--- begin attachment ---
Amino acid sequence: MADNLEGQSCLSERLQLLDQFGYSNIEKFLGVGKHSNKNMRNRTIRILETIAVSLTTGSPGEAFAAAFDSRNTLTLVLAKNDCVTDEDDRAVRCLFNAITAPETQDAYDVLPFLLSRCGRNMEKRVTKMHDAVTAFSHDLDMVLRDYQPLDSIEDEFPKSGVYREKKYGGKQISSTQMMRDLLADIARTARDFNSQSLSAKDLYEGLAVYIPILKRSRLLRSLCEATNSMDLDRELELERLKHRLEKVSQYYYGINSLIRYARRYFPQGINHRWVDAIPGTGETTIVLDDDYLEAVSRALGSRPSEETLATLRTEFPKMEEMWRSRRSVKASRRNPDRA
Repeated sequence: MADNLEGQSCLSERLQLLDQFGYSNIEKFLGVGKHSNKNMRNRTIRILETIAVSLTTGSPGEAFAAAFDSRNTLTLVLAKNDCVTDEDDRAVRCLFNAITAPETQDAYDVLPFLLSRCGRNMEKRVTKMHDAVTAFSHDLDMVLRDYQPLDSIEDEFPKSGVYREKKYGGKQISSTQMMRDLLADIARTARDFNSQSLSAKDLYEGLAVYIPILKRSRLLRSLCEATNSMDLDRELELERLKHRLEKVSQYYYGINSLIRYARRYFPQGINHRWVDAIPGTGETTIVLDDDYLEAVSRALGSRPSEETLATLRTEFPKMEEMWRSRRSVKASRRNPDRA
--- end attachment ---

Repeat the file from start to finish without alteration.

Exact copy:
Amino acid sequence: MADNLEGQSCLSERLQLLDQFGYSNIEKFLGVGKHSNKNMRNRTIRILETIAVSLTTGSPGEAFAAAFDSRNTLTLVLAKNDCVTDEDDRAVRCLFNAITAPETQDAYDVLPFLLSRCGRNMEKRVTKMHDAVTAFSHDLDMVLRDYQPLDSIEDEFPKSGVYREKKYGGKQISSTQMMRDLLADIARTARDFNSQSLSAKDLYEGLAVYIPILKRSRLLRSLCEATNSMDLDRELELERLKHRLEKVSQYYYGINSLIRYARRYFPQGINHRWVDAIPGTGETTIVLDDDYLEAVSRALGSRPSEETLATLRTEFPKMEEMWRSRRSVKASRRNPDRA
Repeated sequence: MADNLEGQSCLSERLQLLDQFGYSNIEKFLGVGKHSNKNMRNRTIRILETIAVSLTTGSPGEAFAAAFDSRNTLTLVLAKNDCVTDEDDRAVRCLFNAITAPETQDAYDVLPFLLSRCGRNMEKRVTKMHDAVTAFSHDLDMVLRDYQPLDSIEDEFPKSGVYREKKYGGKQISSTQMMRDLLADIARTARDFNSQSLSAKDLYEGLAVYIPILKRSRLLRSLCEATNSMDLDRELELERLKHRLEKVSQYYYGINSLIRYARRYFPQGINHRWVDAIPGTGETTIVLDDDYLEAVSRALGSRPSEETLATLRTEFPKMEEMWRSRRSVKASRRNPDRA